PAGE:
Studies of the impact of Sargassum on human health started very recently and this is a topic that needs more time to be fully understood. However, when decomposed, Sargassum releases hydrogen sulfide (a gas) that may cause respiratory health problems. Sargassum is also known to often contain heavy metals that can be toxic to humans and animals.

Does Sargassum cause skin rashes and blisters?

Sargassum does not sting or cause rashes. However, tiny organisms that live in Sargassum
(like larvae of jellyfish, sometimes called sea lice) may irritate skin if they come in contact with it.

Why did the geographic range for Sargassum expand in 2011?

Researchers are still assessing various hypotheses about the cause of this first documented extreme event. One hypothesis proposes that during the winter of 2009–2010, the winds that typically blow to the east, from the Americas to Europe, strengthened and shifted to the south more dramatically and persistently than any other time in the 1900–2020 record.

This shift in winds triggered a long-distance eastward dispersal of Sargassum, from the Sargasso Sea, toward the Iberian Peninsula in Europe and West Africa.  After exiting the Sargasso Sea, the Sargassum drifted southward in the Canary Current and entered the tropics. Once in this new and favorable tropical Atlantic habitat, with ample sunlight, warm waters, and nutrient availability, the Sargassum flourished and has continued to grow.

In addition to changing wind patterns, other hypotheses include a combination of factors, such as the variation in the outflow of major rivers (e.g. Amazon and Orinoco), nutrient (nitrogen and phosphorus) concentration in the oceans, increase in the amount of phosphorus due to saharan dust, water temperature, and river runoffs.

Having established a new population, the Sargassum now aggregates almost every year, starting in January/February in a massive windrow or “belt” north of the Equator, along the region where the trade winds converge.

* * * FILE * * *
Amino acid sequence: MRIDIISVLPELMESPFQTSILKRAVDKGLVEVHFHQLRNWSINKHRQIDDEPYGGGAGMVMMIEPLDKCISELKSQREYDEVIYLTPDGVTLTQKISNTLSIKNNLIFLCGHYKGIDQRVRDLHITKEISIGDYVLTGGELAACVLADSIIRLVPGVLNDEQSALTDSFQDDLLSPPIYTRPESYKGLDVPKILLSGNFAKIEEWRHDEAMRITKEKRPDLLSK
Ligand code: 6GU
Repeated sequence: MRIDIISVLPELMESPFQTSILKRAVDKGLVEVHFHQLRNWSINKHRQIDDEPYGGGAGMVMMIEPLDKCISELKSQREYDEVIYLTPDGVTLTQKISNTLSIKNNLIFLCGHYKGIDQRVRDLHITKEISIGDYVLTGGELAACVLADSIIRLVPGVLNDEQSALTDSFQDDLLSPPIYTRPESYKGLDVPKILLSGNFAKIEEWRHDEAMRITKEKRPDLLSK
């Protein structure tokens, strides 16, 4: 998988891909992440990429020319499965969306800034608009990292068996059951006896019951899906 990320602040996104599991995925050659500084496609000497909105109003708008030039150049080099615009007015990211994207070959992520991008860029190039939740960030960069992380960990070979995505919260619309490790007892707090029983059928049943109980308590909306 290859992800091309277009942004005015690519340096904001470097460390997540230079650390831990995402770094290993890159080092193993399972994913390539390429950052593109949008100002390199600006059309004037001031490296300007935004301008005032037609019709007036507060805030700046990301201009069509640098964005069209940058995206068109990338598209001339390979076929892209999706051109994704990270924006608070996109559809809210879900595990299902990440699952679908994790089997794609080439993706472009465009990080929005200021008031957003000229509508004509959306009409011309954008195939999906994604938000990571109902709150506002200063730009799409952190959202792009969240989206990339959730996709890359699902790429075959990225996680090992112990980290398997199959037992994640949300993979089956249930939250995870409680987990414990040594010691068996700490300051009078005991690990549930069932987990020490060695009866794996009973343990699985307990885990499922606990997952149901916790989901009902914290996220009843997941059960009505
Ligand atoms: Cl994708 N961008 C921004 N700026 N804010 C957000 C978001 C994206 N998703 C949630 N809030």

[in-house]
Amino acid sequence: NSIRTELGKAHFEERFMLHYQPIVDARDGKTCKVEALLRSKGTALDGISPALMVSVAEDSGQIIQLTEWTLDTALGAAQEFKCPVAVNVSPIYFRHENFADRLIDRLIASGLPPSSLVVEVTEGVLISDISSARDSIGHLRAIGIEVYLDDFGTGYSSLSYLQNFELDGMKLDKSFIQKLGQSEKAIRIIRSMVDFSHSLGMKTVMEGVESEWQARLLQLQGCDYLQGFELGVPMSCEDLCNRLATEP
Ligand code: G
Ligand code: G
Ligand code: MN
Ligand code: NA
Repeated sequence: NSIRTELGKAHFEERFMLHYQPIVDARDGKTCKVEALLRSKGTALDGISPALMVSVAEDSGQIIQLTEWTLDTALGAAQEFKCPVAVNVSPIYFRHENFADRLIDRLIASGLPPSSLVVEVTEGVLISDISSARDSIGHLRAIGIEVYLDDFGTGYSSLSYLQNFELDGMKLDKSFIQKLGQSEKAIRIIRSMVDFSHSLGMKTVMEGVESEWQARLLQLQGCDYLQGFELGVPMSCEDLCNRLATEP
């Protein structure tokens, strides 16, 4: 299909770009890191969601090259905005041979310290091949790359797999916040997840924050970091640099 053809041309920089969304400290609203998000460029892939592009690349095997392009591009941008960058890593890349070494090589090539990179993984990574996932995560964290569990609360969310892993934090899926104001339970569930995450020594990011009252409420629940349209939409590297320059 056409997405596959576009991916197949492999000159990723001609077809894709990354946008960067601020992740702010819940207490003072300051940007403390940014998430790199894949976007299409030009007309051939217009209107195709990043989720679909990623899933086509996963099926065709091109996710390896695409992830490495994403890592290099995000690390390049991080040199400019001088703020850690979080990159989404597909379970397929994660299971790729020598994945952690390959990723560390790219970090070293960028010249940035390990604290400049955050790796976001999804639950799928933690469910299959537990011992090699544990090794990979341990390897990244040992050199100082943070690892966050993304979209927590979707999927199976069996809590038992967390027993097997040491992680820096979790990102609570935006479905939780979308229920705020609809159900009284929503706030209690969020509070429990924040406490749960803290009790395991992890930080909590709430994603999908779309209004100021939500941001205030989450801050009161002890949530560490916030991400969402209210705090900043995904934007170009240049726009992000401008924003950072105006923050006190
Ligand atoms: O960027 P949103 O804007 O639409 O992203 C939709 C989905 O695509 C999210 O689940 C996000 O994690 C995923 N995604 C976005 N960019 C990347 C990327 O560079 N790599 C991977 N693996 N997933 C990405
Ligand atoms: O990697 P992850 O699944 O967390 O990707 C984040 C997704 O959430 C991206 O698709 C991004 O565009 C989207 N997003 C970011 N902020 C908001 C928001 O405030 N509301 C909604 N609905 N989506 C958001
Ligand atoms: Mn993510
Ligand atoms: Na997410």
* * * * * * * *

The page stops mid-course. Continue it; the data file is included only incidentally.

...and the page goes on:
During the late winter and early spring months, the Sargassum moves northward with the seasonal winds and currents. By June, this belt may stretch across the entire central tropical Atlantic. Large portions of this algae are then transported into the Caribbean Sea and Gulf of Mexico via the North Equatorial and Caribbean current systems.

Is the amount of Sargassum in the Atlantic/Caribbean increasing?

Since 2011, large accumulations of Sargassum have occurred every year in the Caribbean Sea, Gulf of Mexico, and tropical Atlantic, but the amount can vary from year to year.

The presence of Sargassum occurs over large areas from the tropical Atlantic in the east, to the Gulf of Mexico in the west, approximately 5,000 kilometers from the eastern tropical Atlantic to the west off the Mexican coast in the Caribbean Sea.

Sargassum does not extend as a blanket (or blob) covering the full surface of the ocean in these regions. Instead, Sargassum floats in patches that range in size from a few centimeters to hundreds of meters. Some of these patches reach the coastal areas, including beaches, ports, and even intake systems for drinking water.  The area that these patches cover has been significantly larger in recent years than prior to 2011.

Sources: National Oceanic and Atmospheric Administration (NOAA) Coast Watch,
Florida Department of Health Fact Sheet

Editor’s Note:

The information in this article was accurate when published but may change without notice. Confirm details when planning visits. 

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Friday 26th of May 2023

Greetings Bob, I wanted to draw your attention to a news program from today about the Sargassum Seaweed. According to WEAR NEWS, FAU has determined the bacteria vibrio is found in the seaweed. This bacteria is the dominant cause of death in humans from the marine environment. I am planning a trip to John Penningcamp State Park in a couple of weeks and was looking forward to snorkeling. Now I'm not sure it would be a good idea. I have Cancer so I have to be vigilant about such issues. Thoughts? Cheers, Susan

Bob Rountree

Sunday 28th of May 2023

Hi Susan: The original FAU press release about this issue seems to focus on beached sargassum, but the level of threat is unknown. It's likely you'd be snorkeling offshore from a boat at Pennekamp. At sea, sargassum comes in lines and clumps, not highly concentrated like it is on the beach, and it doesn't start rotting and releasing pathogens until it lands on the beach, or so we're told. My gut tells me the FAU research is very preliminary. But considering your other issues, I'd talk to your doctors. Good luck beating your cancer.